• ‘Kodak files for bankruptcy’, The Guardian UK, 19 January 2012
  • ‘Borders Australia and Angus & Robertson chains collapse’, Smart Company, 17 February 2011

In today’s digital era, disruptive innovation is turning industries upside down as new markets give way to the rise of the ‘lean start up revolution’. But what does this mean for big companies? Are they all doomed, or, is there hope that they can successfully innovate their business models and survive?

Honestly? The outlook is dim, most traditional ‘big companies’ will not survive the shifting economy and it all boils down to three key challenges that CEO’s must overcome:

1. Big companies… A world within a world

A true disruptive innovation is one that creates a new market by applying a different set of values to existing problems and in the process designs a new solution for a different set of consumers.

In contrast to this, big companies by their very nature are focused on the exact opposite. CEO’s, executive leaders, managers and employees are structured in a hierarchical model that drives operational efficiency through a risk management approach in order to protect existing revenue streams. These companies are not positioned to risk success in new, undefined markets.

They are generally large complex and mature environments; literally a world within a world. Individual career success is largely driven by internal politics and the majority of challenges that are faced each day are operationally generated – risk, finance, branding, legal. The impact this has on innovation is two-fold.

Firstly it generates an inward focused culture as opposed to an external consumer-market focus, essentially disengaging the organisation from its customers and the rate of change occurring within the external environment. Secondly, this structure often hinders companies unfortunately rendering them unable to compete with the rapid speed and agility of emerging and often disruptive startups.

2. Don’t underestimate the value of ‘I’ in innovate

Call it capitalism, greed, ego or just human instinct to survive. People are far more successful when they have their backs against the wall, are empowered to make a change and are in a position where they will be rewarded for achieving their vision.

For large organisations enabling this type of environment is quite difficult with the majority of big businesses wrapped up within a blanket of bureaucracy amid a hierarchical structure. In turn this often disempowers staff who find their individual voice and idea’s are continually washed out by decisions from above, crushing any sense of control.

Don’t underestimate the value of ‘I’ in innovate. In order to truly drive disruption and transformational change through innovation, an incredibly empowered, accountable, motivated and visionary individual (or group of individuals) needs to exist.

3. Innovation is about change… and change is inherently difficult

The final challenge successful innovation at a large scale must address is change. As cited in Wikipedia: ‘The word innovation derives from the Latin word innovatus, which is the noun form of innovare ‘to renew or change’.

So what do we know about change? We know that regardless of its form, change is inherently difficult. The longer a certain process or structure has been in place, or the larger the size of the beast that requires shifting, the more difficult it is to successfully drive that change.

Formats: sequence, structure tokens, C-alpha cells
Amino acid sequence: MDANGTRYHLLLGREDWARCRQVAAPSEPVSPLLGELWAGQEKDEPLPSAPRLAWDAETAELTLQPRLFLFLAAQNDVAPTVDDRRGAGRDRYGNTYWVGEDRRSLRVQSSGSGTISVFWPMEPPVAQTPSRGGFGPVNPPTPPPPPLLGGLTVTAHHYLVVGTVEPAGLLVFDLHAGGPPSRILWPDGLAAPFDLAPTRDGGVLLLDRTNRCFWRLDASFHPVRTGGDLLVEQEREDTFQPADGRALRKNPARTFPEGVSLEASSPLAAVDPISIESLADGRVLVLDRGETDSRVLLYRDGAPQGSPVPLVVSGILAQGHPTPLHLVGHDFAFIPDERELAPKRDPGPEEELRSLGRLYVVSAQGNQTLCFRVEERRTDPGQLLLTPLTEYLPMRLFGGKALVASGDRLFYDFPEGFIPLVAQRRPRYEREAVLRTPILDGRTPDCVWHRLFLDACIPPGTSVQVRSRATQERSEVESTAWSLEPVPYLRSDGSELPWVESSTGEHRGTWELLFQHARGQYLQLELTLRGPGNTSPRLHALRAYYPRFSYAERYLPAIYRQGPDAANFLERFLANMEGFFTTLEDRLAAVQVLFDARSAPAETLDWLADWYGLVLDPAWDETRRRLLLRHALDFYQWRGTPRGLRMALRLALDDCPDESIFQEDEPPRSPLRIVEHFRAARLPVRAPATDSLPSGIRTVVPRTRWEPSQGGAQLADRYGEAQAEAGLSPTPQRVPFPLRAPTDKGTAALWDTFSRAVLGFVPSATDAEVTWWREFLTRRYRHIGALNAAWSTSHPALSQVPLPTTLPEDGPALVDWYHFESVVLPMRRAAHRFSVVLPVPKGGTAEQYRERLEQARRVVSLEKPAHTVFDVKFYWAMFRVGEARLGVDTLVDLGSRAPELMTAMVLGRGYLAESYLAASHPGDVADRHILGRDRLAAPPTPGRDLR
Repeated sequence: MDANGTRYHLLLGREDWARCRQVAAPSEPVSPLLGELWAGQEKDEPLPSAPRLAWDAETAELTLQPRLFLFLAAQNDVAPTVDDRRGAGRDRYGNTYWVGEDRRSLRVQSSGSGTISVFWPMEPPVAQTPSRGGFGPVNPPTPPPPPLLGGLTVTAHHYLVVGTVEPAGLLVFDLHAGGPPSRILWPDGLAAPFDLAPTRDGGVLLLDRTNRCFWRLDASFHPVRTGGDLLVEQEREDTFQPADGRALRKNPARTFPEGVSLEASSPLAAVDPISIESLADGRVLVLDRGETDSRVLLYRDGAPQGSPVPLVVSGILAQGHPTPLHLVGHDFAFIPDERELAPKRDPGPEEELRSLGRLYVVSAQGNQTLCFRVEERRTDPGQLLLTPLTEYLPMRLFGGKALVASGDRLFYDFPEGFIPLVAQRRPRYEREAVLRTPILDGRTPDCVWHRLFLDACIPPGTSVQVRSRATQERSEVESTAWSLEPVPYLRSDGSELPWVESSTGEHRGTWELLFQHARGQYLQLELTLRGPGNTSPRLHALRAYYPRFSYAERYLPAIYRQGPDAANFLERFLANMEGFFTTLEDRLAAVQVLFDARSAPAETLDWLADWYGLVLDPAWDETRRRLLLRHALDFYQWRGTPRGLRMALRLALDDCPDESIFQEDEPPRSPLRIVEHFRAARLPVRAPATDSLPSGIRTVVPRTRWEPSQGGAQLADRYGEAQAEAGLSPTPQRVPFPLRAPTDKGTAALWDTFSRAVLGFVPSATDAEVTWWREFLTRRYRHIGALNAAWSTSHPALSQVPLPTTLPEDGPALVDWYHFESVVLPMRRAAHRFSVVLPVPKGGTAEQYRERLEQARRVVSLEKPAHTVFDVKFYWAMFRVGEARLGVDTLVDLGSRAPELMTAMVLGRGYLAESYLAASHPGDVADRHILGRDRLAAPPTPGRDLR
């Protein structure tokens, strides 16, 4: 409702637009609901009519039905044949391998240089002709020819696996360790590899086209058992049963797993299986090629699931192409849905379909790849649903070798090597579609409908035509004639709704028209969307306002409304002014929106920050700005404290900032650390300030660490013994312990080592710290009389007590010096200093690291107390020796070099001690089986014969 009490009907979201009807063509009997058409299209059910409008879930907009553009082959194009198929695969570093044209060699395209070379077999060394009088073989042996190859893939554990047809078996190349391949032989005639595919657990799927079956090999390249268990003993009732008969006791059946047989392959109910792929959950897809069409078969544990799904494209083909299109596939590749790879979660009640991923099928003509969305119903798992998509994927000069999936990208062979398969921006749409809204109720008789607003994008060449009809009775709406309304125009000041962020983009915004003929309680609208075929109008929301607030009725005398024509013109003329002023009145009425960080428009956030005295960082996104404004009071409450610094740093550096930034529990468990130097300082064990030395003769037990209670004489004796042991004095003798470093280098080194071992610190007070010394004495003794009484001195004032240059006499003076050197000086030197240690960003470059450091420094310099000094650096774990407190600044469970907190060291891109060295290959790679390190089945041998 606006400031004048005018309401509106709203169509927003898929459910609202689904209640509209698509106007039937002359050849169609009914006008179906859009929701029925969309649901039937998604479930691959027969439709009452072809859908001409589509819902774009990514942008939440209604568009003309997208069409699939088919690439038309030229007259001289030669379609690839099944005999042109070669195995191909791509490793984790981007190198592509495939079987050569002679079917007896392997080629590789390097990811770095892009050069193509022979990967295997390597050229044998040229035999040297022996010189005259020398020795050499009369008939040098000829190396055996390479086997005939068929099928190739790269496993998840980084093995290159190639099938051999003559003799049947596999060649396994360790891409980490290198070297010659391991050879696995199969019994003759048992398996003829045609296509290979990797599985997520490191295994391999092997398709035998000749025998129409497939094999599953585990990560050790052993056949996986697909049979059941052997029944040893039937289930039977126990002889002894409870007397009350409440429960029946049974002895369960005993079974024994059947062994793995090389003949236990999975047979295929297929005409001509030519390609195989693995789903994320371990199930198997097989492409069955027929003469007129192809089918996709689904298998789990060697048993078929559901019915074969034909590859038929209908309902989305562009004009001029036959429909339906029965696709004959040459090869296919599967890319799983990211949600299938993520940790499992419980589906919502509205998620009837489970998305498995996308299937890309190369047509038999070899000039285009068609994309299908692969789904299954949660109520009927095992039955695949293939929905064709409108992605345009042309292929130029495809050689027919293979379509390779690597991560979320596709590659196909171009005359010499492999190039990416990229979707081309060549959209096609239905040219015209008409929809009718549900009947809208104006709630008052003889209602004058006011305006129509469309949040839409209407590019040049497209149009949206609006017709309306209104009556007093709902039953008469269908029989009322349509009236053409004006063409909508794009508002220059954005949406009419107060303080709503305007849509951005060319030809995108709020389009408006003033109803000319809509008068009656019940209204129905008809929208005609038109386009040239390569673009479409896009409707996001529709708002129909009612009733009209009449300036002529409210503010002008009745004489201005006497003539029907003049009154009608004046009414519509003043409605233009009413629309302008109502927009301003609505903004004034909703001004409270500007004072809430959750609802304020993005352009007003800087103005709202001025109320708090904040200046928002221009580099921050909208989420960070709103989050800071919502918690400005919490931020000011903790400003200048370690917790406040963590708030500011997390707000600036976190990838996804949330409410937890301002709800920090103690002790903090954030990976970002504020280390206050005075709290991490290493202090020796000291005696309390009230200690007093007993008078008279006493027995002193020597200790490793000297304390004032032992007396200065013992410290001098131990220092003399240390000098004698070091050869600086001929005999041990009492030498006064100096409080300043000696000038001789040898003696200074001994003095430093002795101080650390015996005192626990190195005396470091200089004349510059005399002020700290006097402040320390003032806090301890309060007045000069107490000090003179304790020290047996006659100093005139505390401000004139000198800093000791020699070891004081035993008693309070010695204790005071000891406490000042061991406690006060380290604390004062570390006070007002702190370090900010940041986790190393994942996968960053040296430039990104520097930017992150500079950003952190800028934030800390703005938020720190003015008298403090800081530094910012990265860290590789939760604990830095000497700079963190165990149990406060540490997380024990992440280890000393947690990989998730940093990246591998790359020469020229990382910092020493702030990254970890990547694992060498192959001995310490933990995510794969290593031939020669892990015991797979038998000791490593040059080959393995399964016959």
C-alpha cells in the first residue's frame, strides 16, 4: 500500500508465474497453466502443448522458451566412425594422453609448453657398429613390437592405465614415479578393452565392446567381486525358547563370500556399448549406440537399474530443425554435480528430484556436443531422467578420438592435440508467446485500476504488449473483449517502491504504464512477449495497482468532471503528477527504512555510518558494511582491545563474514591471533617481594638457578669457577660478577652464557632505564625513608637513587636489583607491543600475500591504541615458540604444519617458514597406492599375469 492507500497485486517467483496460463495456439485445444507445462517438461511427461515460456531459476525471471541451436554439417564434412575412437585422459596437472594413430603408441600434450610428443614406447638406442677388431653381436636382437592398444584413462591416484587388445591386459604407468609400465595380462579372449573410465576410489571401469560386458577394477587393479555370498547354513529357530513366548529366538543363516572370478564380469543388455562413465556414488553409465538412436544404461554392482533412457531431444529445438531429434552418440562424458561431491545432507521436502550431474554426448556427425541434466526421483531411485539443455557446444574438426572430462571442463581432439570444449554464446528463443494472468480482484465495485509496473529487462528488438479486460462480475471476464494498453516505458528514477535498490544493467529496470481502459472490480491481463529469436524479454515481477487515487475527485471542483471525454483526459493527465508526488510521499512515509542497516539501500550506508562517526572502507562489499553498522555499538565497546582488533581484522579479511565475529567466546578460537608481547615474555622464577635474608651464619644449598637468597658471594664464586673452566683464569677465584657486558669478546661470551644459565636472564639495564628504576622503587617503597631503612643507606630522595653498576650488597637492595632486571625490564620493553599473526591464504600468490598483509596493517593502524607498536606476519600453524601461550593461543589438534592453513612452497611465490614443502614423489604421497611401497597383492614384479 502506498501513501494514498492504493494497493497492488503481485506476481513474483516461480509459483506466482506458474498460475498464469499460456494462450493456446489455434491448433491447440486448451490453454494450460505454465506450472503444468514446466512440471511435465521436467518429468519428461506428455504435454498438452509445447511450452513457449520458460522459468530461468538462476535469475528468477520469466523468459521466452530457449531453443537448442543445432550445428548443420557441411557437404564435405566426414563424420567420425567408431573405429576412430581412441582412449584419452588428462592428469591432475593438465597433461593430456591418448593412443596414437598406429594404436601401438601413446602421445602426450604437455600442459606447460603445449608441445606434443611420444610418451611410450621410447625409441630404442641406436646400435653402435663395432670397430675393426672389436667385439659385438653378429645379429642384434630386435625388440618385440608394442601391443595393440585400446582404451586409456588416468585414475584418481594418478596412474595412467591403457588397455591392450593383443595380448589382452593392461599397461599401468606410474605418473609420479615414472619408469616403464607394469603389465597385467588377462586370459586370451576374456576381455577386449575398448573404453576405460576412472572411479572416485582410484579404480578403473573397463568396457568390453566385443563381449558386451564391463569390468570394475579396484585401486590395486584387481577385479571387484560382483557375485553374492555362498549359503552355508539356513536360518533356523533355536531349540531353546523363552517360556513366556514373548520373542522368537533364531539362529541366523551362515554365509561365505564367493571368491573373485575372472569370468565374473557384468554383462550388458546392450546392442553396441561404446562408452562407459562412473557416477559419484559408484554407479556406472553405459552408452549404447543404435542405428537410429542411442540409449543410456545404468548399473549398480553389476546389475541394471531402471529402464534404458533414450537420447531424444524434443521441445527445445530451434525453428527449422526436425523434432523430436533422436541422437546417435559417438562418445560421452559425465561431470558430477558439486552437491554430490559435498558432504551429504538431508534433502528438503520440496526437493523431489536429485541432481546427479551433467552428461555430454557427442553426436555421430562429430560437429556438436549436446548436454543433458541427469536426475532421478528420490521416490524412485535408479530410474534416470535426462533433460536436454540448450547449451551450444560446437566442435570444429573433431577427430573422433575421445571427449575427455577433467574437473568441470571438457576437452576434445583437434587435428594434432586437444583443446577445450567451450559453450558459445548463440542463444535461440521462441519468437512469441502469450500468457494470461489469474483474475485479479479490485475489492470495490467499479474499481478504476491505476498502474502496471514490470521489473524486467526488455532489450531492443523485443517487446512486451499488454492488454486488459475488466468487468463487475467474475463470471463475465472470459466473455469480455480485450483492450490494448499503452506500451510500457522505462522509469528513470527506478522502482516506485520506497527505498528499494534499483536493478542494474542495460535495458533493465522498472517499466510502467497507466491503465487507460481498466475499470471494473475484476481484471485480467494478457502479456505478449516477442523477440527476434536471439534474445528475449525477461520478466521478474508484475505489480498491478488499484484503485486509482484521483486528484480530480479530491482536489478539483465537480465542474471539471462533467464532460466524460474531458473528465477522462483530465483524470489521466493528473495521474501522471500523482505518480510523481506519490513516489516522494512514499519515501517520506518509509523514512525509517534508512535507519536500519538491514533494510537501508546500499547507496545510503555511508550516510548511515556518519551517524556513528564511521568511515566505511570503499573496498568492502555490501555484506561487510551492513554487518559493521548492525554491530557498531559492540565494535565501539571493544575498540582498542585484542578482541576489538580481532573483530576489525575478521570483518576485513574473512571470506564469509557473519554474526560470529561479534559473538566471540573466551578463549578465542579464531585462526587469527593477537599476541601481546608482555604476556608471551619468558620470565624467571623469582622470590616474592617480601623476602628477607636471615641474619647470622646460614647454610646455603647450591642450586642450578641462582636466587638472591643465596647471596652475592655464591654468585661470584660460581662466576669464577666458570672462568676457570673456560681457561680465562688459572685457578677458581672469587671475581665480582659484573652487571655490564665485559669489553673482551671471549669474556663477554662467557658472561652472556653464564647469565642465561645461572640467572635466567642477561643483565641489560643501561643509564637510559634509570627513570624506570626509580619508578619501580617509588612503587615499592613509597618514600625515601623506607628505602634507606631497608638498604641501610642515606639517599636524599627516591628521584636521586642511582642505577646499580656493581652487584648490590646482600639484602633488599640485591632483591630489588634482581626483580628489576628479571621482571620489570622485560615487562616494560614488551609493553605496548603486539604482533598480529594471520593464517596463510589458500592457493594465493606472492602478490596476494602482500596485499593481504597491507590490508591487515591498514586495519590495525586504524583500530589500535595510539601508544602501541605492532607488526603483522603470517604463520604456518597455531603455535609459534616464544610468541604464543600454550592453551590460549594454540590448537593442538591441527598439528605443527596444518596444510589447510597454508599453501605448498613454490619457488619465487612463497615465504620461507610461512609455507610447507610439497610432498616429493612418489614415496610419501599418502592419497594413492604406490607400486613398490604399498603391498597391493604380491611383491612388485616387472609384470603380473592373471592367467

For large businesses the cycle of change (starting from satisfaction, denial, resistance, exploration, hope and then commitment) takes far too long, and by that stage other new agile disruptive innovations have already gained market acceleration. How can your business change fast enough to innovate at the speeds set out by smaller, more nimble organisations?

Is there hope for large businesses to successfully innovate and compete against the growing number of digital disruptors? There is always hope, but the reality is that it is a far more difficult journey than most people understand. For CEO’s in the digital era, the challenge for them is balance the focus on today’s revenue, with the commitment and investment required to disrupt and innovate to create tomorrow’s revenue stream – a very difficult challenge indeed.


What are your thoughts on this? Can big businesses successfully innovate? What strategies do you employ to drive innovation within your business?

3 Comments

  1. avatar

    A large factor in innovation is having an infrastructure that’s pliable enough to support it. Locking things down with high capital costs makes it far more difficult to “fail fast, fail quickly”. Without that safety net, the cost of getting it wrong becomes too high. End result – companies are no longer able to learn from their mistakes.

  2. avatar
    Manoj Santiago says:

    Simon, thanks for interesting insights. I would be curious as to your views on how successful companies such as Intel and now Telstra have/will be in trying to foster external innovation and subsequent integration into their business models.

    • avatar
      Simon Doukas says:

      Hi Manoj, thanks for feedback.

      There is no doubt that external innovation has significant benefits but I agree the integration back into the ‘mother ship’ can be risky. I would always advise planning for the integration from the beginning, one method in supporting this is by including key stakeholders and broader teams into the process from the onset. A collaborative co-creation environment will assist in both the speed and success of the innovation as well as the future integration of the initiative.

      * Note – integration is not always necessary and in many cases should not be integrated at all.

      Hope that helps.